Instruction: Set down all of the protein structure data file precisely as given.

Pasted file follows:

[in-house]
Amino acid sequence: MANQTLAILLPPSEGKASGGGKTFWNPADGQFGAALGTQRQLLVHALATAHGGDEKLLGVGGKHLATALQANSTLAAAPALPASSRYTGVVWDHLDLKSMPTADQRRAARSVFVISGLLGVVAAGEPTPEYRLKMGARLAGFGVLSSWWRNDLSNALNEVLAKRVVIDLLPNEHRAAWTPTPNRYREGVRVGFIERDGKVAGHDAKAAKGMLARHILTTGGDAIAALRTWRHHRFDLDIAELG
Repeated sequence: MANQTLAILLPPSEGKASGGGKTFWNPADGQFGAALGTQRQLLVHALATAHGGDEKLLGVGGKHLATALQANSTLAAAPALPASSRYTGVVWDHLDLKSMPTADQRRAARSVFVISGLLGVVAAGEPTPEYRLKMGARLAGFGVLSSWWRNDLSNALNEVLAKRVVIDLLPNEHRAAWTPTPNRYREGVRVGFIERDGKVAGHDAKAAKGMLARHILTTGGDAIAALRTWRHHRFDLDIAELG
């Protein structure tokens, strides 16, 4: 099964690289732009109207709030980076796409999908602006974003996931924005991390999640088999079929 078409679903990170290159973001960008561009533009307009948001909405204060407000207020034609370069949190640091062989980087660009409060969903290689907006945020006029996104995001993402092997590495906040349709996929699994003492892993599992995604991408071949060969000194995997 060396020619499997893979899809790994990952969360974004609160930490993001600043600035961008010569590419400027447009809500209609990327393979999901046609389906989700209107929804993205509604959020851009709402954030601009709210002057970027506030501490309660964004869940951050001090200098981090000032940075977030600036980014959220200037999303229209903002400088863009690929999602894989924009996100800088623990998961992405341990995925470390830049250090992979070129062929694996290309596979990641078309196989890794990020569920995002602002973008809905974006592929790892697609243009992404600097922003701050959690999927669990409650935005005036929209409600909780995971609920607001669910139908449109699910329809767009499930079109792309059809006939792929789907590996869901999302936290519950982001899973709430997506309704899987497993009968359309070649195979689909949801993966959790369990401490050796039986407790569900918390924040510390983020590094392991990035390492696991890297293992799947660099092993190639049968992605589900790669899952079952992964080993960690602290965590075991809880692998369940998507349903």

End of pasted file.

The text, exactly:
[in-house]
Amino acid sequence: MANQTLAILLPPSEGKASGGGKTFWNPADGQFGAALGTQRQLLVHALATAHGGDEKLLGVGGKHLATALQANSTLAAAPALPASSRYTGVVWDHLDLKSMPTADQRRAARSVFVISGLLGVVAAGEPTPEYRLKMGARLAGFGVLSSWWRNDLSNALNEVLAKRVVIDLLPNEHRAAWTPTPNRYREGVRVGFIERDGKVAGHDAKAAKGMLARHILTTGGDAIAALRTWRHHRFDLDIAELG
Repeated sequence: MANQTLAILLPPSEGKASGGGKTFWNPADGQFGAALGTQRQLLVHALATAHGGDEKLLGVGGKHLATALQANSTLAAAPALPASSRYTGVVWDHLDLKSMPTADQRRAARSVFVISGLLGVVAAGEPTPEYRLKMGARLAGFGVLSSWWRNDLSNALNEVLAKRVVIDLLPNEHRAAWTPTPNRYREGVRVGFIERDGKVAGHDAKAAKGMLARHILTTGGDAIAALRTWRHHRFDLDIAELG
């Protein structure tokens, strides 16, 4: 099964690289732009109207709030980076796409999908602006974003996931924005991390999640088999079929 078409679903990170290159973001960008561009533009307009948001909405204060407000207020034609370069949190640091062989980087660009409060969903290689907006945020006029996104995001993402092997590495906040349709996929699994003492892993599992995604991408071949060969000194995997 060396020619499997893979899809790994990952969360974004609160930490993001600043600035961008010569590419400027447009809500209609990327393979999901046609389906989700209107929804993205509604959020851009709402954030601009709210002057970027506030501490309660964004869940951050001090200098981090000032940075977030600036980014959220200037999303229209903002400088863009690929999602894989924009996100800088623990998961992405341990995925470390830049250090992979070129062929694996290309596979990641078309196989890794990020569920995002602002973008809905974006592929790892697609243009992404600097922003701050959690999927669990409650935005005036929209409600909780995971609920607001669910139908449109699910329809767009499930079109792309059809006939792929789907590996869901999302936290519950982001899973709430997506309704899987497993009968359309070649195979689909949801993966959790369990401490050796039986407790569900918390924040510390983020590094392991990035390492696991890297293992799947660099092993190639049968992605589900790669899952079952992964080993960690602290965590075991809880692998369940998507349903």